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Movement Challenge

Programming Specificity—Putting a design to work

Humans are able to read their environment using a combination of sensory information, decisions, inferences, and memories, all of which allow us to create mental maps which are largely qualitative (based on description, rather than measurement). However, robots can only do exactly what you tell them to do—and can only do it correctly—if they are given specific, quantitative (measurable) instructions. These instructions create robot behaviors: the ways that robots act, that range from basic to complex, depending on how the robot is built or programmed.

As expert direction followers, the more detailed your directions, the better the robot will be able to accomplish your goal. In order to accomplish this, you, as the programmer, must design a plan which includes directions with measurement. These measurement-based directions create a blueprint for your robot to follow.

Imagine a Robot Helper Scenario...
Robots can help humans to do jobs more efficiently and easily. For instance, imagine a school where every afternoon someone has to come around to all of the classrooms to collect the recycling. While a student or a teacher could do this, that would take away from time they could be doing something else. We are going to design a plan and create a project so that a “Recycling Robot” could take on this task for us. The robot will travel to multiple classrooms, then take the recycling to a specific location, and come back to the beginning.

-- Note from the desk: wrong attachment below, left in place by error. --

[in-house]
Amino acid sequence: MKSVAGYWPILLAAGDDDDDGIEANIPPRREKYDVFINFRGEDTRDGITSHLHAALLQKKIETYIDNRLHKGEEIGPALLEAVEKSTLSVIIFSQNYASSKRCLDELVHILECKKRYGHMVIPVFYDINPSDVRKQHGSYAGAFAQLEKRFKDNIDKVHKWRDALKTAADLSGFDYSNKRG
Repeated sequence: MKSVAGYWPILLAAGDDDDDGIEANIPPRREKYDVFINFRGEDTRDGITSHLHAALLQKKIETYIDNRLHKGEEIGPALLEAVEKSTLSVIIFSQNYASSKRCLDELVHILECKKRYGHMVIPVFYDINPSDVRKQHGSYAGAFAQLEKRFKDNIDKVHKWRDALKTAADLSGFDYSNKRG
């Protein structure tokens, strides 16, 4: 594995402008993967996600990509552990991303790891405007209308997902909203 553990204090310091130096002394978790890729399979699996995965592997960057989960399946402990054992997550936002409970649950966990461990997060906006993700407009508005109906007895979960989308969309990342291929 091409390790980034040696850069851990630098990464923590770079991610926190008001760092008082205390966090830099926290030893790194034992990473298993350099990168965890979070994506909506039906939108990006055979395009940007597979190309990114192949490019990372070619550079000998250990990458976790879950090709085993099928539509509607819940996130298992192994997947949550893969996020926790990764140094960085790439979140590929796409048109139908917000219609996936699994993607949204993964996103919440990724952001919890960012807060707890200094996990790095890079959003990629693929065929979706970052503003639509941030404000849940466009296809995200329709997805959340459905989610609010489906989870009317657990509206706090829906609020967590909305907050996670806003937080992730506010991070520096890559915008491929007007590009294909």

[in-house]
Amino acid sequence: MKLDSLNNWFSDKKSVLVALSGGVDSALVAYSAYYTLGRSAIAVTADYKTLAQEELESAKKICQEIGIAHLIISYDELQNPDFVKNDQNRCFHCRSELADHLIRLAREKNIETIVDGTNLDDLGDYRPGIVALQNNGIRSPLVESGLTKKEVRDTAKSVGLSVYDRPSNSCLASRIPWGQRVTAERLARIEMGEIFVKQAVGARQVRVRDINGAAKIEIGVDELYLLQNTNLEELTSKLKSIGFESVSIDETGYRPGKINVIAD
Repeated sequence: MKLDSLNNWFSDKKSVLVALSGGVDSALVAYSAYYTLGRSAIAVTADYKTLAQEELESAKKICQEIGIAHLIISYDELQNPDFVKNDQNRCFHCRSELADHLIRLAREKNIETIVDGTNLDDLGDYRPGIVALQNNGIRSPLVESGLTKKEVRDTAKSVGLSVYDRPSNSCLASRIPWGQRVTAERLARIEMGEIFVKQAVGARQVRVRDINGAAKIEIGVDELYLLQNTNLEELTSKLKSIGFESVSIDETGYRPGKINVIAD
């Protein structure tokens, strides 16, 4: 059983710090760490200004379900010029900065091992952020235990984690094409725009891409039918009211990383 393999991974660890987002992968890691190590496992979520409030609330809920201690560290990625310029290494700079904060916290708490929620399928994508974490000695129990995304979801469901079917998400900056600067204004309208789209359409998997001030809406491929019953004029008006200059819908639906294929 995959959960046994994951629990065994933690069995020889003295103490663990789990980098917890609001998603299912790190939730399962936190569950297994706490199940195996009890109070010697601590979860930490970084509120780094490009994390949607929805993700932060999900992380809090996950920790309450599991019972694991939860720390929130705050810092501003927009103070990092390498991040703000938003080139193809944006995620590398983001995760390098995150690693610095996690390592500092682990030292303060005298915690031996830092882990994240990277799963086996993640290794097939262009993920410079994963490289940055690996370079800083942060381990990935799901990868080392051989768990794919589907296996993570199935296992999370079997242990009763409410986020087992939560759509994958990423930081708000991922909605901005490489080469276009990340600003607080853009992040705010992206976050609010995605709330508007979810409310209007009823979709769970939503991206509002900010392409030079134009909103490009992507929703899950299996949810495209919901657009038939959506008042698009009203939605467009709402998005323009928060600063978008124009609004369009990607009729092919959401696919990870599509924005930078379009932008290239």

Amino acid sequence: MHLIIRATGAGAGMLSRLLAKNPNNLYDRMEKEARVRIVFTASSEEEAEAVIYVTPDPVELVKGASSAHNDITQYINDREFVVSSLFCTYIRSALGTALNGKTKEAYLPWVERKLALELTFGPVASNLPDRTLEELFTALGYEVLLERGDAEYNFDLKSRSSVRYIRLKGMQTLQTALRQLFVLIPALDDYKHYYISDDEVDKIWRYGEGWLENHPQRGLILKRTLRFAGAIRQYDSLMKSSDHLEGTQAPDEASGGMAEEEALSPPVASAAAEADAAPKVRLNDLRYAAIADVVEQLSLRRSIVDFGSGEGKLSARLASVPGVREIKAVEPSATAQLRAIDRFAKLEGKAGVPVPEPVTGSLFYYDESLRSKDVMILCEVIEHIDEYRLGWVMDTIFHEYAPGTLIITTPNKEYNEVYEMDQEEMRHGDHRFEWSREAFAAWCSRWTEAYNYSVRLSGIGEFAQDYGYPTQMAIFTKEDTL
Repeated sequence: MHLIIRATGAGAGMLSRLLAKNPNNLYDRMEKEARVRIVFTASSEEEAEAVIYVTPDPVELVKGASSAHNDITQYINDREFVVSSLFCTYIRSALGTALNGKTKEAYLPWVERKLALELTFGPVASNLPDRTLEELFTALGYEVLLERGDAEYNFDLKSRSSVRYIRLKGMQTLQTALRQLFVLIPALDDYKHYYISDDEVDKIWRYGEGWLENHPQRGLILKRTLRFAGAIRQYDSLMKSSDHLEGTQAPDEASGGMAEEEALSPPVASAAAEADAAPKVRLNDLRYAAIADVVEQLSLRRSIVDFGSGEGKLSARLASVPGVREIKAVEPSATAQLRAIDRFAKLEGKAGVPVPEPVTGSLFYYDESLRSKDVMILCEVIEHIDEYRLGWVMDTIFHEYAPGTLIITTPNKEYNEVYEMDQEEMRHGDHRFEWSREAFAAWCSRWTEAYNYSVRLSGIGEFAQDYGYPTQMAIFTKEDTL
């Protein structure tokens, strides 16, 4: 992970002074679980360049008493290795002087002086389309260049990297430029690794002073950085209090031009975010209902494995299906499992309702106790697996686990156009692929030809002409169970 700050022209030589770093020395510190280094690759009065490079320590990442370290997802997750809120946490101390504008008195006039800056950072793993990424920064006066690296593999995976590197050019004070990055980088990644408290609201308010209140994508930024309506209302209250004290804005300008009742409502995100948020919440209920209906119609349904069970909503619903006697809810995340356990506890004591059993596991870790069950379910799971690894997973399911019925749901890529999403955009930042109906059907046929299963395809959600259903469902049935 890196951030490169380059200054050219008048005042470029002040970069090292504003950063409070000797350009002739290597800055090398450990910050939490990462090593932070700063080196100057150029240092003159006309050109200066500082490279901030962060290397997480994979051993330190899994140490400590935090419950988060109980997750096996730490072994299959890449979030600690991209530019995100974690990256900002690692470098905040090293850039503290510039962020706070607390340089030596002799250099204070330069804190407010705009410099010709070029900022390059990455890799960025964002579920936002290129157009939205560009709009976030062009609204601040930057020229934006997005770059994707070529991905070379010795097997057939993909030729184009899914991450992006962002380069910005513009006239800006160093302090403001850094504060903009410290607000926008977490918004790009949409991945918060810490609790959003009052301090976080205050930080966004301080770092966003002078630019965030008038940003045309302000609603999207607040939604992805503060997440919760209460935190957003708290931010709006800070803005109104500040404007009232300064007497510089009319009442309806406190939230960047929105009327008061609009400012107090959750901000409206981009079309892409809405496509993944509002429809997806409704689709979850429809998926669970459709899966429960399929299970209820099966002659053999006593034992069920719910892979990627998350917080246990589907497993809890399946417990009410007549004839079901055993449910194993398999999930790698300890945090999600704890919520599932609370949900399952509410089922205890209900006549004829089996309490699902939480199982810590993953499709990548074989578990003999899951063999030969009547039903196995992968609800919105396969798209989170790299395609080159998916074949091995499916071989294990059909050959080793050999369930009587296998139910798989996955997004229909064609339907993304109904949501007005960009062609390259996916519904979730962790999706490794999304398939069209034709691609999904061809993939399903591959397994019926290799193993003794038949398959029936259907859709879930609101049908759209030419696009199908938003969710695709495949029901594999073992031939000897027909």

Where to begin? How the design process gets its start…

When architects are asked to build a new building, they don’t pick up a hammer and start banging away. Before a tool is ever picked up by a contractor or construction worker, the architects spend a lot of time and energy on creating the plans for the building. They have to think about spaces and how they connect and relate to one another. This kind of thinking is called spatial reasoning.

First, architects need to know what the purpose of the building is, and how it is going to be used—the functionality. Then they think about the many, many different ways they could achieve that functionality, and what it could look like. Architects create sketches, lists, and design plans that they think might work. They work with others involved in the building, and those plans get revised, and eventually turn into blueprints—the specific, measured directions that will be used to build that particular building.

When you begin to think about a design plan for a robot, you will begin in much the same way. First, you have to know the functionality—what do you want the robot to do? In this case, we want the robot to help us collect recycling. It has to travel around the school, and pick things up, so you need to think about the spaces it is going to travel in and how those hallways and rooms connect to each other. Next, we can think about the many ways to map a path around your school—using sketches or lists to show your ideas helps others that you work with to see and better understand your thinking. Your group might take ideas from several plans and put them together into one. Then, when your group decides on a design plan, you can create the blueprint—the specific instructions that you want the robot to follow.